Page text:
It is heartening to note that Indian economy is moving at the highest rate in the recent period and would continue to do so in the near future if the projections by IMF, World Bank, ADB and other reputed consultants are to be believed.
It is heartening to note that Indian economy is moving at the highest rate in the recent period and would continue to do so in the near future if the projections by IMF, World Bank, ADB and other reputed consultants are to be believed. In the current year, Indian GDP is projected to grow at 7.1%, closely followed by China (6.7%), South East Asian countries (3.5-6.5%) and advanced countries (1.0-3.7%). There is an overall appreciation of economic reforms underway in several states of the country that are making significant contributions to improve the country’s ranking in doing business, competitiveness and similar other economic indicators.
The tax reforms in the form of GST from the beginning of the current month has been hailed by all as one of the major steps in aligning with global fiscal standards. The headline inflation rate is coming down and comparable to economically strong countries. The WPI rate and the consumer price index for the month of June’17 at 0.90% and at 1.54% respectively are in sync with the long term inflation target set by RBI. The current Account balance (export minus import) at (-) 1.2% of GDP is well within the risk range.
The interest rate in the country measured by 10-year government bonds at 6.6% is however still high. Apart from some of the weak economies like Brazil, Argentina, Russia and Venezuela, Indian interest rates are considered by the industry as not attractive for fresh investment. That the high interest rate has an adverse impact on investment and household consumption is proved by the declining trend of gross fixed capital formation that had consistently come down from 32.3% of GDP in Fy13 to 29.5% in Fy17 and a slower growth of private consumption (8.7%) in Fy17 as compared to 20.8% growth in government consumption. It is widely expected that RBI would bring the Repo rate down in August’17 to match industry expectation and further encourage private consumption growth.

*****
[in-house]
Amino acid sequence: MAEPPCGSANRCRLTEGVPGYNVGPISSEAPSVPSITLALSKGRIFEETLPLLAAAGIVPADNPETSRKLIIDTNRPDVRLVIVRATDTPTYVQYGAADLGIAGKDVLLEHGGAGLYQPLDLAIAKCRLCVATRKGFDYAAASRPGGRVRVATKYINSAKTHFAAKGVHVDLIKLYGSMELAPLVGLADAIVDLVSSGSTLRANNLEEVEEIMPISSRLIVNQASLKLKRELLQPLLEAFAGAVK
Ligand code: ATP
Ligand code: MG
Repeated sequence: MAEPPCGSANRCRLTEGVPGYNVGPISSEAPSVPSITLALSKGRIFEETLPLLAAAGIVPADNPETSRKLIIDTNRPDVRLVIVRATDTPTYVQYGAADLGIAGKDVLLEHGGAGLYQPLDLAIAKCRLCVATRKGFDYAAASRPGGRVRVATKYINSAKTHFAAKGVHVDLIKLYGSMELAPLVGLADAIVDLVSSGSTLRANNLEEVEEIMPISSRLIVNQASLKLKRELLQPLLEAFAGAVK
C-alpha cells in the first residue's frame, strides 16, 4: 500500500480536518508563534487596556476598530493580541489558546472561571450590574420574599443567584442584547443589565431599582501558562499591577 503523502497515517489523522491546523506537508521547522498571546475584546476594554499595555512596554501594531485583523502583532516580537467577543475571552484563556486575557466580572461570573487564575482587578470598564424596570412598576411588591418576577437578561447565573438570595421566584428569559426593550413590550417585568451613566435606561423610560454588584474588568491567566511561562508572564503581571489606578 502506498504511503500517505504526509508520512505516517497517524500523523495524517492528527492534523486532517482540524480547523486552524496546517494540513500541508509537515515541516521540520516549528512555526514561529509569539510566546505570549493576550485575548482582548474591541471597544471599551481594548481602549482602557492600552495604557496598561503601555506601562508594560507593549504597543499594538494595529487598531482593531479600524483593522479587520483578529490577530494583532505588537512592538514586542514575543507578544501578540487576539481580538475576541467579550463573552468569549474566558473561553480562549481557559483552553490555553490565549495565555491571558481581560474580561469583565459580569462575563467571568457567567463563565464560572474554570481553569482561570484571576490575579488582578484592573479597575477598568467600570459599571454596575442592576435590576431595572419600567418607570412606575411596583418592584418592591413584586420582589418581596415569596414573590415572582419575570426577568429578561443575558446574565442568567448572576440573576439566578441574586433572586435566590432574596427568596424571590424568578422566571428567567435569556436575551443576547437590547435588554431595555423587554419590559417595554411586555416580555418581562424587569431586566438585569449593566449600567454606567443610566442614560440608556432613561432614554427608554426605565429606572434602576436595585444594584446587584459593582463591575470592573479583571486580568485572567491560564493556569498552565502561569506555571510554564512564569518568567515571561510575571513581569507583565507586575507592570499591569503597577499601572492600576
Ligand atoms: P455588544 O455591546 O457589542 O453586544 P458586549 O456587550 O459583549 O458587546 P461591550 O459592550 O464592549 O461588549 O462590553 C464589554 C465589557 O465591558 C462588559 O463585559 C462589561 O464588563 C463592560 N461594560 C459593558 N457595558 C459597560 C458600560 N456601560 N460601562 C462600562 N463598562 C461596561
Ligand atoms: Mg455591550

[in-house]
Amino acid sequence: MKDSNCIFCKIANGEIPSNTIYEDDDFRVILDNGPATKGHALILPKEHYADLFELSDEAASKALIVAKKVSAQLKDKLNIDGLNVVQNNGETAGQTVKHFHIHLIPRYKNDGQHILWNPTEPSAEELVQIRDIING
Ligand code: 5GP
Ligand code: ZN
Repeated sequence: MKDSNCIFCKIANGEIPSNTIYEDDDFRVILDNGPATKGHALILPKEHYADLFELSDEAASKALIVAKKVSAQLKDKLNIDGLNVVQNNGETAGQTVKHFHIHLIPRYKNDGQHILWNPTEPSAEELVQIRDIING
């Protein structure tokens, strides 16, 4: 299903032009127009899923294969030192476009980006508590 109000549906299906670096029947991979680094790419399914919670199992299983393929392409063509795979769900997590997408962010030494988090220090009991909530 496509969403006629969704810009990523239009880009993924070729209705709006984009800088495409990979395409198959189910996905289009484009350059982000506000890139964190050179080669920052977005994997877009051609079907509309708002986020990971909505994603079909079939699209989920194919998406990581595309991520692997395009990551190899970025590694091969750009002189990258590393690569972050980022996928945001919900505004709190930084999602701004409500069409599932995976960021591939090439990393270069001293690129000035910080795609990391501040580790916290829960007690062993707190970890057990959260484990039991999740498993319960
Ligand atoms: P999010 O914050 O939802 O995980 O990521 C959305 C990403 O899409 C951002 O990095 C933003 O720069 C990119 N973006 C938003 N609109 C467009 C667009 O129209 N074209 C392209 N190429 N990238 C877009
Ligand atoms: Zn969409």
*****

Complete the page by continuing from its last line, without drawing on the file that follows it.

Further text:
There are some reports on increasing unemployment in the country. At 5.0% the rate of unemployment in India is higher than the advanced countries and China, but much lower than in many other countries like Canada, France, Italy, Sweden and South East Asian countries.
The tardy growth in industrial production is another area of concern. IIP growth with the new base of 2011-12 has dropped down from 3.1% in April’17 to 1.7% in May’17. The manufacturing sector has clocked 1.8% growth in the first two months of the current fiscal with 2.5% growth in Infrastructure and Construction, (-) 3.4% growth in capital goods and (-) 5.0% growth in consumer durable segments. The slow pace in industrial production has restricted the steel consumption rate in Q1 of Fy18. The consumption growth of non-alloy steel during the period at 5.8% is reasonably well as compared to consumption of alloy and stainless steel that has declined by 7.0% primarily due to lower pace of consumer durable (utensil grade) segment. It is to be noted that manufacturing of motor vehicles (commercial vehicles and others), trailers etc has gone down by more than 14% in Q1 of this year.
Steel intensity in GDP in India has consistently declined in the last few years and has reached the peak at 0.73 in 2015-16. Taking the last 5 years the average steel intensity is at a low level of 0.5. It is acknowledged that a minimum number of 10 observations are required to arrive at a statistically sound elasticity estimate. As a longer series prior to 2011-12 based on new series 2011-12=100 (revised IIP and WPI) is not made available by CSO, we may base our demand projections on the assumption of a better steel-GDP relationship.
The supposedly weak relationship between consumption of steel and GDP in the country can be mostly reversed by enhancing steel intensity in investment in infrastructure and construction, automobile and engineering industries. It would be the surest way to increase share of industry or the secondary sector in GDP from the current 30-31% to a minimum of 36%. The current thrusts of the government in pushing investment in urban and rural infrastructure building, affordable housing, defence procurement, rail and road connectivity would all contribute to promoting steel-GDP relationship on a longer time perspective.